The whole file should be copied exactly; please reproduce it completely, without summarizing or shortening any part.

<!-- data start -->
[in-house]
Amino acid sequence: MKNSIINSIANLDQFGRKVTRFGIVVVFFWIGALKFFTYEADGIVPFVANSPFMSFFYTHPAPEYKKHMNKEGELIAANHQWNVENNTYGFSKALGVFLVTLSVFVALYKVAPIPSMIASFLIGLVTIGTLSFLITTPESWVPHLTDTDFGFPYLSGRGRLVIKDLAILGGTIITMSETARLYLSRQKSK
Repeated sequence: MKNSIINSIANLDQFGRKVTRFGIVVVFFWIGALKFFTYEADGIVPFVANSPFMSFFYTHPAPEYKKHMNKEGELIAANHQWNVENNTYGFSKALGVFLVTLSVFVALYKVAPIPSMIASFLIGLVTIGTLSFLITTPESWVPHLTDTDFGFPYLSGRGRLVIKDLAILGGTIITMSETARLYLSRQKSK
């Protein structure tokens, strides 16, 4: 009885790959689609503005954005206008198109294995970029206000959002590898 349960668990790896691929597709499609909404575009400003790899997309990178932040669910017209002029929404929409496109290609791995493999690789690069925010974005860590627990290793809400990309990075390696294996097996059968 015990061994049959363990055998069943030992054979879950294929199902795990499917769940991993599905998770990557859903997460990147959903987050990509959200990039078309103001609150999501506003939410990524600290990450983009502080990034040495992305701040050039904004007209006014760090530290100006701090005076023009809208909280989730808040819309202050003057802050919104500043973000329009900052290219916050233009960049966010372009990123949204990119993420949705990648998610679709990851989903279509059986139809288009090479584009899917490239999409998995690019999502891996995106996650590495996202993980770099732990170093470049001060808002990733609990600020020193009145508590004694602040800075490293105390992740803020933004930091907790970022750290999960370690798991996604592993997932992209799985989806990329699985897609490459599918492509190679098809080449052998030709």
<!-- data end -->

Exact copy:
[in-house]
Amino acid sequence: MKNSIINSIANLDQFGRKVTRFGIVVVFFWIGALKFFTYEADGIVPFVANSPFMSFFYTHPAPEYKKHMNKEGELIAANHQWNVENNTYGFSKALGVFLVTLSVFVALYKVAPIPSMIASFLIGLVTIGTLSFLITTPESWVPHLTDTDFGFPYLSGRGRLVIKDLAILGGTIITMSETARLYLSRQKSK
Repeated sequence: MKNSIINSIANLDQFGRKVTRFGIVVVFFWIGALKFFTYEADGIVPFVANSPFMSFFYTHPAPEYKKHMNKEGELIAANHQWNVENNTYGFSKALGVFLVTLSVFVALYKVAPIPSMIASFLIGLVTIGTLSFLITTPESWVPHLTDTDFGFPYLSGRGRLVIKDLAILGGTIITMSETARLYLSRQKSK
């Protein structure tokens, strides 16, 4: 009885790959689609503005954005206008198109294995970029206000959002590898 349960668990790896691929597709499609909404575009400003790899997309990178932040669910017209002029929404929409496109290609791995493999690789690069925010974005860590627990290793809400990309990075390696294996097996059968 015990061994049959363990055998069943030992054979879950294929199902795990499917769940991993599905998770990557859903997460990147959903987050990509959200990039078309103001609150999501506003939410990524600290990450983009502080990034040495992305701040050039904004007209006014760090530290100006701090005076023009809208909280989730808040819309202050003057802050919104500043973000329009900052290219916050233009960049966010372009990123949204990119993420949705990648998610679709990851989903279509059986139809288009090479584009899917490239999409998995690019999502891996995106996650590495996202993980770099732990170093470049001060808002990733609990600020020193009145508590004694602040800075490293105390992740803020933004930091907790970022750290999960370690798991996604592993997932992209799985989806990329699985897609490459599918492509190679098809080449052998030709």